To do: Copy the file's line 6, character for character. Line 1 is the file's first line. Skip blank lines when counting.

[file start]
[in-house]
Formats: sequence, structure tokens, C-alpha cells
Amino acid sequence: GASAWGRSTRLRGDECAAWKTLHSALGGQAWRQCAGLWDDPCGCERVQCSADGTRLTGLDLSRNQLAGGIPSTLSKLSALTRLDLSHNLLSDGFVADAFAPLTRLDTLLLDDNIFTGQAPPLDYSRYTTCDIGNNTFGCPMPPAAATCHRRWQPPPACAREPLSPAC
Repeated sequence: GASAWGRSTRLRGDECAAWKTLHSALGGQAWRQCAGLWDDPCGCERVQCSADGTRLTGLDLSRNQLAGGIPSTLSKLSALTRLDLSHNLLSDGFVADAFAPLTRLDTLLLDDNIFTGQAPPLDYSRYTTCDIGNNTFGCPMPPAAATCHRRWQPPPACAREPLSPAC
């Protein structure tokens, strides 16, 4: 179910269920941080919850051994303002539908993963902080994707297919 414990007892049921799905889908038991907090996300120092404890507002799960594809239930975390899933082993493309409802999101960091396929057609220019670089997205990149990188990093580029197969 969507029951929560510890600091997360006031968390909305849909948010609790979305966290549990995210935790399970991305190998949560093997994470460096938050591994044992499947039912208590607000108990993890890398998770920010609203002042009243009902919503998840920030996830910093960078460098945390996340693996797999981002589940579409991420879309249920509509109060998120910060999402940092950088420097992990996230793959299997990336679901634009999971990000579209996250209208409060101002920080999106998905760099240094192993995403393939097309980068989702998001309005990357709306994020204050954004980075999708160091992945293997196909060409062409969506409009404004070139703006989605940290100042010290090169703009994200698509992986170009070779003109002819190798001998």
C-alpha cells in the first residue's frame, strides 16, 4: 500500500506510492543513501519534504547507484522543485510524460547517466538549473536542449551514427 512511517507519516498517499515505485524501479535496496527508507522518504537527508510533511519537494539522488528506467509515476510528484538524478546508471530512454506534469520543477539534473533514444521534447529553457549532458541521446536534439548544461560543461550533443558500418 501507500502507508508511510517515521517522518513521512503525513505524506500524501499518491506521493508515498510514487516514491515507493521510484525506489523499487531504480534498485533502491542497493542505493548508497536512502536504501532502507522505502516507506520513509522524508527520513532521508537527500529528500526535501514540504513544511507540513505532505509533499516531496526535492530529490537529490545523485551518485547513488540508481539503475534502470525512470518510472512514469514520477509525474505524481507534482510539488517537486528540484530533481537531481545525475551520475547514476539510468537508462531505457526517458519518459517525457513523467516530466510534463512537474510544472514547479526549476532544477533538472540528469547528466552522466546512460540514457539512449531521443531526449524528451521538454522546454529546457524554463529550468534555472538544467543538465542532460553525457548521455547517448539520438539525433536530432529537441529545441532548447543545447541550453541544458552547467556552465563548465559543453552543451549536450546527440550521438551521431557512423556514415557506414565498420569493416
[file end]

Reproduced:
C-alpha cells in the first residue's frame, strides 16, 4: 500500500506510492543513501519534504547507484522543485510524460547517466538549473536542449551514427 512511517507519516498517499515505485524501479535496496527508507522518504537527508510533511519537494539522488528506467509515476510528484538524478546508471530512454506534469520543477539534473533514444521534447529553457549532458541521446536534439548544461560543461550533443558500418 501507500502507508508511510517515521517522518513521512503525513505524506500524501499518491506521493508515498510514487516514491515507493521510484525506489523499487531504480534498485533502491542497493542505493548508497536512502536504501532502507522505502516507506520513509522524508527520513532521508537527500529528500526535501514540504513544511507540513505532505509533499516531496526535492530529490537529490545523485551518485547513488540508481539503475534502470525512470518510472512514469514520477509525474505524481507534482510539488517537486528540484530533481537531481545525475551520475547514476539510468537508462531505457526517458519518459517525457513523467516530466510534463512537474510544472514547479526549476532544477533538472540528469547528466552522466546512460540514457539512449531521443531526449524528451521538454522546454529546457524554463529550468534555472538544467543538465542532460553525457548521455547517448539520438539525433536530432529537441529545441532548447543545447541550453541544458552547467556552465563548465559543453552543451549536450546527440550521438551521431557512423556514415557506414565498420569493416